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Former New Orleans Mayor Ray Nagin arrives at the Hale Boggs Federal Building and U.S. District Courthouse to appear in federal court for an arraignment on public corruption charges in New Orleans, Wednesday, Feb. 20, 2013. / AP Photo
Former New Orleans Mayor Ray Nagin has pleaded not guilty to charges he accepted bribes, free trips and other gratuities in exchange for helping contractors secure millions of dollars in work for the city.
U.S. Magistrate Sally Shushan set Nagin's bond at $100,000 during his arraignment last Wednesday on charges that include bribery, wire fraud and filing false tax returns.
A 21-count indictment last month accuses Nagin of accepting more than $200,000 in bribes, free loads of granite for a family business and trips to Hawaii, Jamaica and other places.
The charges against Nagin are the product of a City Hall corruption investigation that already has resulted in guilty pleas by two former city officials and two businessmen and a prison sentence for a former city vendor.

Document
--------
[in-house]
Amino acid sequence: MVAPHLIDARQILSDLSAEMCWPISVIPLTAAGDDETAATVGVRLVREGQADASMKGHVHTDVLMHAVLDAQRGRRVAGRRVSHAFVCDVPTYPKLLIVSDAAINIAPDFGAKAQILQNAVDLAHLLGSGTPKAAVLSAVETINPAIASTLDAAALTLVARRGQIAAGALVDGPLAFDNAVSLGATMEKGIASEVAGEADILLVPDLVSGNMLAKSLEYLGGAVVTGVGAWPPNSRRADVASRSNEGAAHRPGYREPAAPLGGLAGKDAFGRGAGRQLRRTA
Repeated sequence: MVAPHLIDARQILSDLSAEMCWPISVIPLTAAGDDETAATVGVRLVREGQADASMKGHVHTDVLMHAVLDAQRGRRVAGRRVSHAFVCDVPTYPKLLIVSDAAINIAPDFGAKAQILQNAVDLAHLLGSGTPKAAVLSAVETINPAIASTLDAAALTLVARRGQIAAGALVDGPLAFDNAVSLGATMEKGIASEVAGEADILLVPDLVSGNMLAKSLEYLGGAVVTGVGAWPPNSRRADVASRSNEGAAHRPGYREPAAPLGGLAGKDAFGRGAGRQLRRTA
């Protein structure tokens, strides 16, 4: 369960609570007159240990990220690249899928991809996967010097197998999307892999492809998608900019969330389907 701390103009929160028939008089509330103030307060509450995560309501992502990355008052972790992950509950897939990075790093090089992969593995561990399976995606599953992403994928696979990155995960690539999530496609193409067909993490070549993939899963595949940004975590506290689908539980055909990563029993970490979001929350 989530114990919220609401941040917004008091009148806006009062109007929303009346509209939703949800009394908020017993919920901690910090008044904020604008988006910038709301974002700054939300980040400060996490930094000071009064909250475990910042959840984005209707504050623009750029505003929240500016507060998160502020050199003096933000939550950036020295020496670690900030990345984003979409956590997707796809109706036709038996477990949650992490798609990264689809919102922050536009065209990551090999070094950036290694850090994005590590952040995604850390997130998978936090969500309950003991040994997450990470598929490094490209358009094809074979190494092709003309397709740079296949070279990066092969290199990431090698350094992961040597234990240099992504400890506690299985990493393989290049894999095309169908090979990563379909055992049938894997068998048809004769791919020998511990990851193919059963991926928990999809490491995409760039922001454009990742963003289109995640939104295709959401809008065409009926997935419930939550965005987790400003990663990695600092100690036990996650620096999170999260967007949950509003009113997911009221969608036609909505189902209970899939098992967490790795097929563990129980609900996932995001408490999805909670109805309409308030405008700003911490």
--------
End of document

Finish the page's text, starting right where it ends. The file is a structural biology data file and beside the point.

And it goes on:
Nagin, a former cable television executive, was a political novice before being elected to his first term as mayor in 2002, buoyed by strong support from white voters. He cast himself a reform-minded progressive who wasn't bound by party affiliations, as he snubbed fellow Democrat Kathleen Blanco and endorsed Republican Bobby Jindal's unsuccessful gubernatorial campaign in 2003.
Katrina elevated Nagin to the national stage, where he gained a reputation for colorful and sometimes cringe-inducing rhetoric.
During a radio interview broadcast in the storm's early aftermath, he angrily pleaded with federal officials to "get every doggone Greyhound bus line in the country and get their asses moving to New Orleans." In January 2006, he apologized for a Martin Luther King Day speech in which he predicted New Orleans would be a "chocolate city" and asserted that "God was mad at America."
Strong support from black voters helped Nagin win re-election in 2006 despite widespread criticism of his post-Katrina leadership. But the glacial pace of rebuilding, a surge in violent crime and the budding City Hall corruption investigation chipped away at Nagin's popularity during his second term.
Nagin could not seek a third consecutive term because of term limits. Mitch Landrieu, who ran against Nagin in 2006, succeeded him in 2010.
His arraignment Wednesday marked a rare public appearance for Nagin, who now lives in Frisco, Texas, and has kept a low-profile since he left office in 2010.